When I recently asked for ideas for future posts, many people suggested one on metadiscourse. This topic certainly needs addressing, but I have been dragging my feet about doing so. And the reason for this reluctance is simple: I find metadiscourse difficult to teach. The great thing about writing this blog is that I have now had to think about why I find it a hard topic to teach. What I have realized is that I struggle because I am using both a simple and a more complex understanding of metadiscourse. Let me begin by explaining these two ways of looking at metadiscourse.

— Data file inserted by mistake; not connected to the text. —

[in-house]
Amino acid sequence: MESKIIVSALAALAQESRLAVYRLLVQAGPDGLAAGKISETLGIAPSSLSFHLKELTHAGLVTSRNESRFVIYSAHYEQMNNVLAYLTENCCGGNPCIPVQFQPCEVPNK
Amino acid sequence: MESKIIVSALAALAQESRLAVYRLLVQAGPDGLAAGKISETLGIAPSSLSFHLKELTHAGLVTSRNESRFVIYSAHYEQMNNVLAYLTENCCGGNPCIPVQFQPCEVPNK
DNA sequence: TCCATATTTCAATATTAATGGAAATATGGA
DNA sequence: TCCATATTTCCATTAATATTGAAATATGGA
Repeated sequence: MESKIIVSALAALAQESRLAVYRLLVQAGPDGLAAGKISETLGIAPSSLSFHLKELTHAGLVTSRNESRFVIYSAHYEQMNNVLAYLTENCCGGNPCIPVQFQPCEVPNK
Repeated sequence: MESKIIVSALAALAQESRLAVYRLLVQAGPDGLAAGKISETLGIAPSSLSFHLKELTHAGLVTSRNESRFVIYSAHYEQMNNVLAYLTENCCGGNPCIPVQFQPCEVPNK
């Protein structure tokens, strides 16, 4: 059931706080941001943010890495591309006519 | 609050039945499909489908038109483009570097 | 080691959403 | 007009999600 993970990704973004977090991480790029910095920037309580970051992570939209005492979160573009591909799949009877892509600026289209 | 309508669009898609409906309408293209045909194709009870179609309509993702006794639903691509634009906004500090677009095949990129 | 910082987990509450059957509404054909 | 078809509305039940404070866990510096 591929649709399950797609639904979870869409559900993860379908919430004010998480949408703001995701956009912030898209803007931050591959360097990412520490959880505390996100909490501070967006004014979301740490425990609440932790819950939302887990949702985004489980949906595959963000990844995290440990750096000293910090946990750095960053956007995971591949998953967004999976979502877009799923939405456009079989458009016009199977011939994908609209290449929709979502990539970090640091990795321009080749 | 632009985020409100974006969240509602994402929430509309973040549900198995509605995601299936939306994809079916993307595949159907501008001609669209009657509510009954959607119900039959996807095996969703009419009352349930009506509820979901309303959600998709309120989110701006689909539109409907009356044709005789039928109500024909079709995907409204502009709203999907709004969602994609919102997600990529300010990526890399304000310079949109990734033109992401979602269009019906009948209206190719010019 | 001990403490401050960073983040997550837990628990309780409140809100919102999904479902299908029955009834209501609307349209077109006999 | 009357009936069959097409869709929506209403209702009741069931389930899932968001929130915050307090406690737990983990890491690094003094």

First, the simple version: metadiscourse is often presented as the writing that we do about our writing, rather than about our topic. I find this definition to be simultaneously useful and limited. It is useful because it makes intuitive sense and because it highlights the crucial—and often neglected—task of explicitly guiding the reader through a piece of writing. It is limited because it overlooks all the other things that we do as writers to help our readers understand and accept our ideas. This brings us to the more complex understanding of metadiscourse: the linguistic strategies that we use to manage the evolving relationship between writer, reader, and text. In the words of Hyland and Tse (2004), metadiscourse is “the range of devices writers use to explicitly organize their texts, engage readers, and signal their attitudes to both their material and their audience”. I love this definition because it offers a valuable description of what we can accomplish through our writing choices; I think all writers benefit from thinking of writing in this multifaceted way. But as a teacher, I also value the conceptual clarity of dividing writing about writing, on the one hand, from writing about the topic, on the other. Essentially, an unsophisticated understanding of metadiscourse ends up being, for me, a valuable teaching strategy.